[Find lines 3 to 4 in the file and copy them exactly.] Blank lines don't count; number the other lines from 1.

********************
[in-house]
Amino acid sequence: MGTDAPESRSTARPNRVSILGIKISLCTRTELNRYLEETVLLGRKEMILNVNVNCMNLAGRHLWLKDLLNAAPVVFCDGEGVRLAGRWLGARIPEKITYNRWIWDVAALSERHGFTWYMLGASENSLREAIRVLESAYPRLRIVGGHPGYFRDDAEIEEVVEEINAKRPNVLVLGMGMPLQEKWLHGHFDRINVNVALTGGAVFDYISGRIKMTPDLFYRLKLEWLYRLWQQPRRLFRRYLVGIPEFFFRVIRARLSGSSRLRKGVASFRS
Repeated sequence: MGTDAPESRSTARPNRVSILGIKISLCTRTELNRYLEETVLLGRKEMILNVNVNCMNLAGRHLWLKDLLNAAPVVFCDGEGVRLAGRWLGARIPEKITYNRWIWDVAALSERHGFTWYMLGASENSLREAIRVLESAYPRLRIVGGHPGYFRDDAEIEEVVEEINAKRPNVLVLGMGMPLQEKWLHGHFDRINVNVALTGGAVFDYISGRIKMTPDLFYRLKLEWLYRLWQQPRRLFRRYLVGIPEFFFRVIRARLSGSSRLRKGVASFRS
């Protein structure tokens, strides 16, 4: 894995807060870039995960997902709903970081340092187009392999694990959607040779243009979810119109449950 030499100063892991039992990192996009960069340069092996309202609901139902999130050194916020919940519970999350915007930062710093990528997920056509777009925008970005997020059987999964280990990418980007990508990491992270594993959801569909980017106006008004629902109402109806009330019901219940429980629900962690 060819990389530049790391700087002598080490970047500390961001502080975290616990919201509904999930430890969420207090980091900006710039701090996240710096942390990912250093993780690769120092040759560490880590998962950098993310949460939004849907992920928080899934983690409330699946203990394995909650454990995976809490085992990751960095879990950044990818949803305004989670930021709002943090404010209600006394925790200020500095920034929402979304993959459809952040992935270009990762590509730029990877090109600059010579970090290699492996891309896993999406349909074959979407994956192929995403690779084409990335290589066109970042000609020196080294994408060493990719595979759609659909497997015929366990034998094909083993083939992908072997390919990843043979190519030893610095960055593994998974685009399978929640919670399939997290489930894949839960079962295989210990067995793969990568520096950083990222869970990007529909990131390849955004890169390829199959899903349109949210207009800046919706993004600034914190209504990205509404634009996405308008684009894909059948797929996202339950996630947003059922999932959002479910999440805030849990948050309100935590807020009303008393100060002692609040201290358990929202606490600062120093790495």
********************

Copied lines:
Repeated sequence: MGTDAPESRSTARPNRVSILGIKISLCTRTELNRYLEETVLLGRKEMILNVNVNCMNLAGRHLWLKDLLNAAPVVFCDGEGVRLAGRWLGARIPEKITYNRWIWDVAALSERHGFTWYMLGASENSLREAIRVLESAYPRLRIVGGHPGYFRDDAEIEEVVEEINAKRPNVLVLGMGMPLQEKWLHGHFDRINVNVALTGGAVFDYISGRIKMTPDLFYRLKLEWLYRLWQQPRRLFRRYLVGIPEFFFRVIRARLSGSSRLRKGVASFRS
């Protein structure tokens, strides 16, 4: 894995807060870039995960997902709903970081340092187009392999694990959607040779243009979810119109449950 030499100063892991039992990192996009960069340069092996309202609901139902999130050194916020919940519970999350915007930062710093990528997920056509777009925008970005997020059987999964280990990418980007990508990491992270594993959801569909980017106006008004629902109402109806009330019901219940429980629900962690 060819990389530049790391700087002598080490970047500390961001502080975290616990919201509904999930430890969420207090980091900006710039701090996240710096942390990912250093993780690769120092040759560490880590998962950098993310949460939004849907992920928080899934983690409330699946203990394995909650454990995976809490085992990751960095879990950044990818949803305004989670930021709002943090404010209600006394925790200020500095920034929402979304993959459809952040992935270009990762590509730029990877090109600059010579970090290699492996891309896993999406349909074959979407994956192929995403690779084409990335290589066109970042000609020196080294994408060493990719595979759609659909497997015929366990034998094909083993083939992908072997390919990843043979190519030893610095960055593994998974685009399978929640919670399939997290489930894949839960079962295989210990067995793969990568520096950083990222869970990007529909990131390849955004890169390829199959899903349109949210207009800046919706993004600034914190209504990205509404634009996405308008684009894909059948797929996202339950996630947003059922999932959002479910999440805030849990948050309100935590807020009303008393100060002692609040201290358990929202606490600062120093790495």